Advertisement

Demography

, Volume 49, Issue 3, pp 939–964 | Cite as

Leisure Inequality in the United States: 1965–2003

  • Almudena SevillaEmail author
  • Jose I. Gimenez-Nadal
  • Jonathan Gershuny
Article

Abstract

This article exploits the complex sequential structure of the diary data in the American Heritage Time Use Study (AHTUS) and constructs three classes of indicators that capture the quality of leisure (pure leisure, co-present leisure, and leisure fragmentation) to show that the relative growth in leisure time enjoyed by low-educated individuals documented in previous studies has been accompanied by a relative decrease in the quality of that leisure time. These results are not driven by any single leisure activity, such as time spent watching television. Our findings may offer a more comprehensive picture of inequality in the United States and provide a basis for weighing the relative decline in earnings and consumption for the less-educated against the simultaneous relative growth of leisure.

Keywords

Happiness Inequality Income Consumption Time use 

Notes

Acknowledgments

Conclusions in this research are those drawn by the authors and may not reflect the views of the creators or funders of AHTUS or the collectors of the original surveys harmonized in this data set. We are grateful for the financial support provided by the Economic and Social Research Council (Grant Number RES-060-25-0037) and the Spanish Ministry of Education and Science (Project ECO2008-01297), and for helpful comments from three anonymous referees.

References

  1. Aguiar, M., & Hurst, E. (2007). Measuring trends in leisure: The allocation of time over five decades. Quarterly Journal of Economics, 122, 969–1006.CrossRefGoogle Scholar
  2. Attanasio, O., & Davis, S. (1996). Relative wage movements and the distribution of consumption. Journal of Political Economy, 104, 1227–1262.CrossRefGoogle Scholar
  3. Berkman, L. F., & Glass, T. (2000). Social Integration, social networks, social support, and health. In L. F. Berkman & I. Kawachi (Eds.), Social epidemiology (pp. 137–173). New York: Oxford University Press.Google Scholar
  4. Berkman, L. F., Melchior, M., Chastang, J.-F., Niedhammer, I., Leclerc, A., & Goldberg, M. (2004). Social integration and mortality: A prospective study of French employees of Electricity of France–Gas of France. American Journal of Epidemiology, 159, 167–174.CrossRefGoogle Scholar
  5. Biddle, J., & Hamermesh, D. (1990). Sleep and the allocation of time. Journal of Political Economy, 98, 922–943.CrossRefGoogle Scholar
  6. Bittman, M., & Wajcman, J. (2000). The rush hour: The character of leisure time and gender equity. Social Forces, 79, 165–189.Google Scholar
  7. Blossfeld, H., & Timm, A. (Eds.). (2003). Who marries whom? Educational systems as marriage markets in modern societies. Dordrecht, The Netherlands: Kluwer.Google Scholar
  8. Burda, M. C., Hamermesh, D. S., & Weil, P. (2008). The distribution of total work in the EU and USA. In T. Boeri, M. C. Burdan, & F. Kramarz (Eds.), Working hours and job sharing in the EU and USA: Are Europeans lazy? Or Americans crazy? (pp. 13–91). Oxford, UK: Oxford University Press.CrossRefGoogle Scholar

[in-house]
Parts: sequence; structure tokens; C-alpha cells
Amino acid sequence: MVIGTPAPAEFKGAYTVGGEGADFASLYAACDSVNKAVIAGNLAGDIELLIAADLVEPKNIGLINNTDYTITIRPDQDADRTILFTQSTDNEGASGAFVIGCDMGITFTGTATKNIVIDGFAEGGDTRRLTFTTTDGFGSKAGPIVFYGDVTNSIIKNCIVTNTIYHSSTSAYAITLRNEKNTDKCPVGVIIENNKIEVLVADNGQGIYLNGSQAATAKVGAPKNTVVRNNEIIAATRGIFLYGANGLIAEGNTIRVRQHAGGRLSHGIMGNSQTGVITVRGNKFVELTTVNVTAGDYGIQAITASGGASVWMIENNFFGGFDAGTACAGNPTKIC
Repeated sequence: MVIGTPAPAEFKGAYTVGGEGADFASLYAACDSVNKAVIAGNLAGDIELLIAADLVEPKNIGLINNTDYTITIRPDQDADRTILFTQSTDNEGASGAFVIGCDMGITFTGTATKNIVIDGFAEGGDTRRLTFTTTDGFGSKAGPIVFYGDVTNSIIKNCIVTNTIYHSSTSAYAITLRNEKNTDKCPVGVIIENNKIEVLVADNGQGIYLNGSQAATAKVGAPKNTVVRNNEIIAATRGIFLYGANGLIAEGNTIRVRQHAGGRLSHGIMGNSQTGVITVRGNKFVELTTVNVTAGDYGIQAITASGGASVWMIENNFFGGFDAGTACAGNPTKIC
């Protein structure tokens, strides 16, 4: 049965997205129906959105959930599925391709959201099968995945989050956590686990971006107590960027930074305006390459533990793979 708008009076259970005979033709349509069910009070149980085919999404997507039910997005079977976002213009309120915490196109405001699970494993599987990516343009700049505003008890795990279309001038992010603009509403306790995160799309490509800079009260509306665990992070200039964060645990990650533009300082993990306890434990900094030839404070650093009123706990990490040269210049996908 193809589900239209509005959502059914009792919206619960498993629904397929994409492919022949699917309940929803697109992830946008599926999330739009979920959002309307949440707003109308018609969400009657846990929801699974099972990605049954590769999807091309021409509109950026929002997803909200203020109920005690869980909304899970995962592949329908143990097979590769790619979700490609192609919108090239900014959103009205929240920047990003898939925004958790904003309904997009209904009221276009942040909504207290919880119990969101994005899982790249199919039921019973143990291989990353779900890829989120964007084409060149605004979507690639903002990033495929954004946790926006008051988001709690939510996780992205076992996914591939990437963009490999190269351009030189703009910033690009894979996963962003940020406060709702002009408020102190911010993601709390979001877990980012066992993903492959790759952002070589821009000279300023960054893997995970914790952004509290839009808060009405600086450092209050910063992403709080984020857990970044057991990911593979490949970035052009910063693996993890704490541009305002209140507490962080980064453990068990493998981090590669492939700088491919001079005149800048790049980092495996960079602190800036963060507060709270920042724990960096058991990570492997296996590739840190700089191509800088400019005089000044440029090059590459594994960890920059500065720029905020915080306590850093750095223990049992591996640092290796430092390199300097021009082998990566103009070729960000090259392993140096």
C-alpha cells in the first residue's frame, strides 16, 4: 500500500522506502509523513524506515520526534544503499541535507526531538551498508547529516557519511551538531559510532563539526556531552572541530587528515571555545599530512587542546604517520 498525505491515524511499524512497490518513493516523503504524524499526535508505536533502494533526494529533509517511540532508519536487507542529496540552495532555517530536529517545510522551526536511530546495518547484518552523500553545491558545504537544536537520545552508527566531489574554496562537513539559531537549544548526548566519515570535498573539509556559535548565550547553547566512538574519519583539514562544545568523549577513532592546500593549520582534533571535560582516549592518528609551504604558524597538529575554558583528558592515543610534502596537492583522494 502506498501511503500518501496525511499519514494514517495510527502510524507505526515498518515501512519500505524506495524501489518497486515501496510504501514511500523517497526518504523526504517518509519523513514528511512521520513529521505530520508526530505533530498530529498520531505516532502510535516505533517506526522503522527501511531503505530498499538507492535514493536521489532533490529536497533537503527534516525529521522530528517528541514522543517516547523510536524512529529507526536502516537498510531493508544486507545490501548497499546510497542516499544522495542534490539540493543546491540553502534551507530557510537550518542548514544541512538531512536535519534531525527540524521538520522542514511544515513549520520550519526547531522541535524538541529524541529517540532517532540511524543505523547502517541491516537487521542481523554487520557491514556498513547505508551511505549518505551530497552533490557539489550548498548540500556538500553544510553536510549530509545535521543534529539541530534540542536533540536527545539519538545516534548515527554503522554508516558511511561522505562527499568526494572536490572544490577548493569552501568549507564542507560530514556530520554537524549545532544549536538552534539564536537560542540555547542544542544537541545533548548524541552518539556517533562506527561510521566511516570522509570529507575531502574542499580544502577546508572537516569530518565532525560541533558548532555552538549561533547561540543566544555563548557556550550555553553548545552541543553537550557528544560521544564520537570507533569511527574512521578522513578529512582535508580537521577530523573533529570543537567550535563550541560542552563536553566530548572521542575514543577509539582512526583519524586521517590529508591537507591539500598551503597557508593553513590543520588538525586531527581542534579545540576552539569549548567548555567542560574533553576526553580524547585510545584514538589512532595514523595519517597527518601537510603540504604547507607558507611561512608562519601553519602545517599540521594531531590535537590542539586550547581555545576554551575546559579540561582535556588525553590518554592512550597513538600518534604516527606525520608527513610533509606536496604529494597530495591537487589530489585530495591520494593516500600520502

9. Costa, D. L. (2000). From mill town to board room: The rise of women’s paid labor. Journal of Economic Perspectives, 14, 101–122.CrossRefGoogle Scholar
  10. Csikszentmihalyi, M. (1990). Flow: The psychology of optimal experience. New York: Harper Collins.Google Scholar
  11. Eng, P. M., Rimm, E. B., Fitzmaurice, G., & Kawachi, I. (2002). Social ties and changes in social ties in relation to subsequent total and cause-specific mortality and coronary disease incidence in men. American Journal of Epidemiology, 155, 700–709.CrossRefGoogle Scholar
  12. Espe, H., & Seiwert, M. (1987). Television viewing types, general life satisfaction, and viewing amount: An empirical study in West Germany. European Journal of Communication, 13, 95–110.Google Scholar
  13. Fisher, K., Egerton, M., Gershuny, J., & Robinson, J. (2007). Gender convergence in the American Heritage Time Use Study (AHTUS). Social Indicators Research, 82, 1–33.CrossRefGoogle Scholar
  14. Fisher, K., Altintas, E., & Gershuny, J. (2011). American historical time use surveys (AHTUS) Codebook. Oxford, UK: Centre for Time Use Research. Retrieved from http://www.timeuse.org/files/cckpub/819/ahtus-codebook-10oct2011.pdf
  15. Frey, B., & Stutzer, A. (2007). Does watching TV make us happy. Journal of Economic Psychology, 28, 283–313.CrossRefGoogle Scholar
  16. Gershuny, J. (2009a). Veblen in reverse: Evidence from the multinational time-use archive. Social Indicators Research, 93, 37–45.CrossRefGoogle Scholar
  17. Gershuny, J. (2009b). Activities, durations and the empirical estimation of utility (Sociology Working Papers No. 2009-07). Oxford, UK: University of Oxford.Google Scholar
  18. Gershuny, J., & Halpin, B. (1996). Time use, quality of life and process benefits. In A. Offer (Ed.), Pursuit of the quality of life (pp. 189–210). Oxford, UK: Clarendon.Google Scholar
  19. Ghez, G., & Becker, G. S. (1975). The allocation of time and goods over the life cycle. New York: Columbia University Press.Google Scholar
  20. Gimenez-Nadal, J. I., & Ortega-Lapiedra, R. (2010). Self-employment and time stress: The effect of leisure quality. Applied Economics Letters, 17, 1735–1739. doi: 10.1080/13504850903266791 CrossRefGoogle Scholar
  21. Gimenez-Nadal, J. I., & Sevilla-Sanz. A. (2012). Trends in time allocation: A cross-country analysis. European Economic Review, forthcoming. doi: 10.1016/j.euroecorev.2012.02.011
  22. Goldstein, J. (1999). The leveling of divorce in the United States. Demography, 36, 409–414.CrossRefGoogle Scholar
  23. Hallberg, D. (2003). Synchronous leisure: Jointness and household labour supply. Labour Economics, 10, 185–203.CrossRefGoogle Scholar
  24. Hamermesh, D. (1999). The timing of work over time. Economic Journal, 109, 37–66.CrossRefGoogle Scholar
  25. Hamermesh, D. (2002). Timing, togetherness and time windfalls. Journal of Population Economics, 15, 601–623.CrossRefGoogle Scholar
  26. Hamermesh, D., & Lee, J. (2007). Stressed out on four continents: Time crunch or yuppie kvetch. Review of Economics and Statistics, 89, 374–384.CrossRefGoogle Scholar
  27. Hamermesh, D., Myers, C. K., & Pocock, M. L. (2008). Cues for timing and coordination: Latitude, Letterman, and longitude. Journal of Labor Economics, 26, 223–246.CrossRefGoogle Scholar